Stock that gives its holders certain rights, preferences, and privileges over holders of common stock and other securities.
Private placement memorandum (PPM) or offering memorandum
A document explaining the details of an investment opportunity related to the sale of unregistered securities to potential investors.
A right that enables the holder to force the company or another investor to purchase the holder’s securities, usually for a prior agreed upon price, after a specified date or the occurrence of a specified event.
Qualified public offering (QPO)
A public offering that meets certain requirements, as agreed between investors and an issuer, such as a minimum amount or a specified return for holders of preferred stock.
Reg D or Regulation D
Refers to certain alternative rules promulgated by the Securities and Exchange Commission that enable an issuer to sell its securities with certain restrictions, without registering them, to a limited number of people, most or all of whom must meet certain standards of sophistication or wealth (see “accredited investor”). Each rule under Reg D has different requirements, such as those relating to the size of the offering, the number of investors, and the types of required disclosures.
Preferred stock that can be redeemed by its holder in exchange for a prior agreed upon price.
An offering of securities only to current shareholders of an issuer.
A series of presentations made in several cities to potential investors.
Securities and Exchange Commission (or SEC)
The federal agency that is in charge of enforcing the federal securities laws and regulating the securities industry (including the stock exchanges).
Stripped down preferred
A type of preferred stock that carries only the very basic rights of preferred stock (e.g., a liquidation preference), but does not carry the variety of other rights (contractual or otherwise) frequently associated with the issuance of preferred stock.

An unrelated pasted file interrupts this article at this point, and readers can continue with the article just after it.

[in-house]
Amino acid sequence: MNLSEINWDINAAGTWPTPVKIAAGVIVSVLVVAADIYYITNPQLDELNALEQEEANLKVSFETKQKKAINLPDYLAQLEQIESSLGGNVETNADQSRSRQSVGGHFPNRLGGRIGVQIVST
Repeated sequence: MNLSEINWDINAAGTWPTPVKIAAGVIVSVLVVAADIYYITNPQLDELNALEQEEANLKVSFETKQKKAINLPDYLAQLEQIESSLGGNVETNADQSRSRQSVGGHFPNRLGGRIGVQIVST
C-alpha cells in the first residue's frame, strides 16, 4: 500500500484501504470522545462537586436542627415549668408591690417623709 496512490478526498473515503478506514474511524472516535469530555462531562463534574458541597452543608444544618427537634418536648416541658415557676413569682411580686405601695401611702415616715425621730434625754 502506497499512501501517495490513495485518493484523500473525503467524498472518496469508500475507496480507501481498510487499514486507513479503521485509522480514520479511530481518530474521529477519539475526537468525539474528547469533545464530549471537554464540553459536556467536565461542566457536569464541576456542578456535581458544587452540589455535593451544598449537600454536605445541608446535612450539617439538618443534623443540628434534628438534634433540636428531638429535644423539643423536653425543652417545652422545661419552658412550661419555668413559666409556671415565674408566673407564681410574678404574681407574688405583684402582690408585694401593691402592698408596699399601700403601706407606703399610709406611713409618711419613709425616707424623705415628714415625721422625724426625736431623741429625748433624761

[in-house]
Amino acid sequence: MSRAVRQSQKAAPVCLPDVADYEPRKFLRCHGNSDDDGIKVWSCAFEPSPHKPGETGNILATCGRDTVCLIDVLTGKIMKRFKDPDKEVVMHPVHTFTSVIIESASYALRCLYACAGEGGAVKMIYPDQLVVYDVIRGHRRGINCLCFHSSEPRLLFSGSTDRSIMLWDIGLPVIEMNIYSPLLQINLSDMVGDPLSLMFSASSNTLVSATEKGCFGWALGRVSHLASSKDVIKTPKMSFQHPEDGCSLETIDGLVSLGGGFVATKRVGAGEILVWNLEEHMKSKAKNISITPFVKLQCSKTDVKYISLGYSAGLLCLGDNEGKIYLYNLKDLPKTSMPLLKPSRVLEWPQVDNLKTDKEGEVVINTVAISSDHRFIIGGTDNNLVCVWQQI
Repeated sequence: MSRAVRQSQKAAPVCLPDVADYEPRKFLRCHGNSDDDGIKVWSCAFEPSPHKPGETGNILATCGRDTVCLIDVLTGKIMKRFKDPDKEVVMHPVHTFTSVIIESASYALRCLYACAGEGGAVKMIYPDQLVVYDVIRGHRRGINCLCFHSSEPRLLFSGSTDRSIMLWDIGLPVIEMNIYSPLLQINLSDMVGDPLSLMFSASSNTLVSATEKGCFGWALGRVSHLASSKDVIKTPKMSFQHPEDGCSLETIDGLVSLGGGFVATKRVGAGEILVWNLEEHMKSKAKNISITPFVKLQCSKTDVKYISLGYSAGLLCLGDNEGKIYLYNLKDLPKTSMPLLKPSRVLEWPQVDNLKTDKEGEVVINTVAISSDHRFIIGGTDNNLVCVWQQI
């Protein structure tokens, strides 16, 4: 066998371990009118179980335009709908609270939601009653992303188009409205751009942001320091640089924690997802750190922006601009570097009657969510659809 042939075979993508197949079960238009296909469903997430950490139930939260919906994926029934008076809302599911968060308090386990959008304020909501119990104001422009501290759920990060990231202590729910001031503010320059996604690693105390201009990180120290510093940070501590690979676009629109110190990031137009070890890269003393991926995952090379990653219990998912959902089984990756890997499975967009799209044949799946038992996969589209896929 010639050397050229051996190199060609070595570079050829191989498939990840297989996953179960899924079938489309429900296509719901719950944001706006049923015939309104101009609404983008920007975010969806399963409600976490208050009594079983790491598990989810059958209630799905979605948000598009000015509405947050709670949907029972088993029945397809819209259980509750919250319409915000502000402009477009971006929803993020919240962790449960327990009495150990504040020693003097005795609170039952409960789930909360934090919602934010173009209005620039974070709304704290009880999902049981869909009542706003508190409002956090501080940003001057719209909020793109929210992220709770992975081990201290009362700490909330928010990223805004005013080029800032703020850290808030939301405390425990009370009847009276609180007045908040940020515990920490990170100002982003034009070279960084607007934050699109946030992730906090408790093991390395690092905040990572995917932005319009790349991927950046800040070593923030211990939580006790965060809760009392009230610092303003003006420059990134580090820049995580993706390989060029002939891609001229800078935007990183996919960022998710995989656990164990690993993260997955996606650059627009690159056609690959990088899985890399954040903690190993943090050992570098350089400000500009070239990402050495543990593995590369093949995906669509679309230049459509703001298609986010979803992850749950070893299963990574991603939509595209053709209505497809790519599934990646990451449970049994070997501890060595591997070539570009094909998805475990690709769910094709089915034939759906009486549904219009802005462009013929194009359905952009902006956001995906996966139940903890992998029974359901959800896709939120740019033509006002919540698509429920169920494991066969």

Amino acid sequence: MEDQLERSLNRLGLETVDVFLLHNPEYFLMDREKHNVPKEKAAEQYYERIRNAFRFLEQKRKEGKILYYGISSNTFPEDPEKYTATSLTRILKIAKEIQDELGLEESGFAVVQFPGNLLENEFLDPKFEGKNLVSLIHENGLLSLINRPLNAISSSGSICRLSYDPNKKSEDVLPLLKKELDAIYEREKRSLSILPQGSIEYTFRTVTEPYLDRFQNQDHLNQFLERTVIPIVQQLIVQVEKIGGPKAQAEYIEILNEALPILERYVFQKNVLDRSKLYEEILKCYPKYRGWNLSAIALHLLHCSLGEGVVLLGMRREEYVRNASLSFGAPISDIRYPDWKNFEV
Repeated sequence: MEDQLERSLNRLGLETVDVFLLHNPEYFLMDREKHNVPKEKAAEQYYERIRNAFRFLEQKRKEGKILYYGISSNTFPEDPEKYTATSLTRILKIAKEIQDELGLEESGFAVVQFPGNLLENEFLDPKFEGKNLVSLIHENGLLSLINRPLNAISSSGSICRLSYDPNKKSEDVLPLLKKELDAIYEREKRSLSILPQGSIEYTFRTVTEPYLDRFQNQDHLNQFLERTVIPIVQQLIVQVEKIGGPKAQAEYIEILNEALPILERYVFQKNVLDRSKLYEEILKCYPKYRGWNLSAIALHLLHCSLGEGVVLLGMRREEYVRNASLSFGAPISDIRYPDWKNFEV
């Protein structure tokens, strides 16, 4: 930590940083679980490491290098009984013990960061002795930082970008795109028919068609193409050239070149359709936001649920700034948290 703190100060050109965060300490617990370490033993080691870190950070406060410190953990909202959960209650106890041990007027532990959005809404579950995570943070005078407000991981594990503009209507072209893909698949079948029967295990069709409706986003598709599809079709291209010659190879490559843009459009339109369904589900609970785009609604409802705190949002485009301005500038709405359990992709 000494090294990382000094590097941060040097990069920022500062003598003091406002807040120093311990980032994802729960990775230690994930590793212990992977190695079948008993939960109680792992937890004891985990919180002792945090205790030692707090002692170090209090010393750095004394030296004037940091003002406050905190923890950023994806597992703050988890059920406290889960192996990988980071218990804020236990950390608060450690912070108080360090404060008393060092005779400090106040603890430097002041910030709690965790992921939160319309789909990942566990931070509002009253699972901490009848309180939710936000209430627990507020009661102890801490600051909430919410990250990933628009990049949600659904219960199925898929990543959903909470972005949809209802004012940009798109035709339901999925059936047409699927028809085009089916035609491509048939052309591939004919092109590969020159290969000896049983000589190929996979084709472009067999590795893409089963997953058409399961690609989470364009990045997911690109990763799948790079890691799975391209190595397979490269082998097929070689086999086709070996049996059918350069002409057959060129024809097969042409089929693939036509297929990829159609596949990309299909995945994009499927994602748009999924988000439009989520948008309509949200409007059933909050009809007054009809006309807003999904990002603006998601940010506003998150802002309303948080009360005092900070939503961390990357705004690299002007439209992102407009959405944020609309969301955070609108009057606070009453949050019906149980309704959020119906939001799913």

A group of investors that participate in a round of financing or a group of investment banks that participate in a public offering.
A document that outlines the key terms of a proposed transaction. The term sheet is typically non-binding, except for certain provisions.
An option is underwater when the current fair market value of the underlying shares is less than the option exercise price to purchase those shares.
Negotiated rights that enable the holder to prevent a company from taking certain actions or cause it to take certain actions.
A derivative security that gives the holder the right to purchase securities (usually common stock) from the issuer at a specific price within a certain time frame.
Weighted average anti-dilution protection
Adjusts the investor’s conversion price downward based on a weighted average formula reflecting the number of new shares sold and the new price per share at which the additional shares were issued. It can be a narrow-based, weighted average or a broad-based, weighted average. Compare to full-ratchet anti-dilution protection.
by Matt Storms |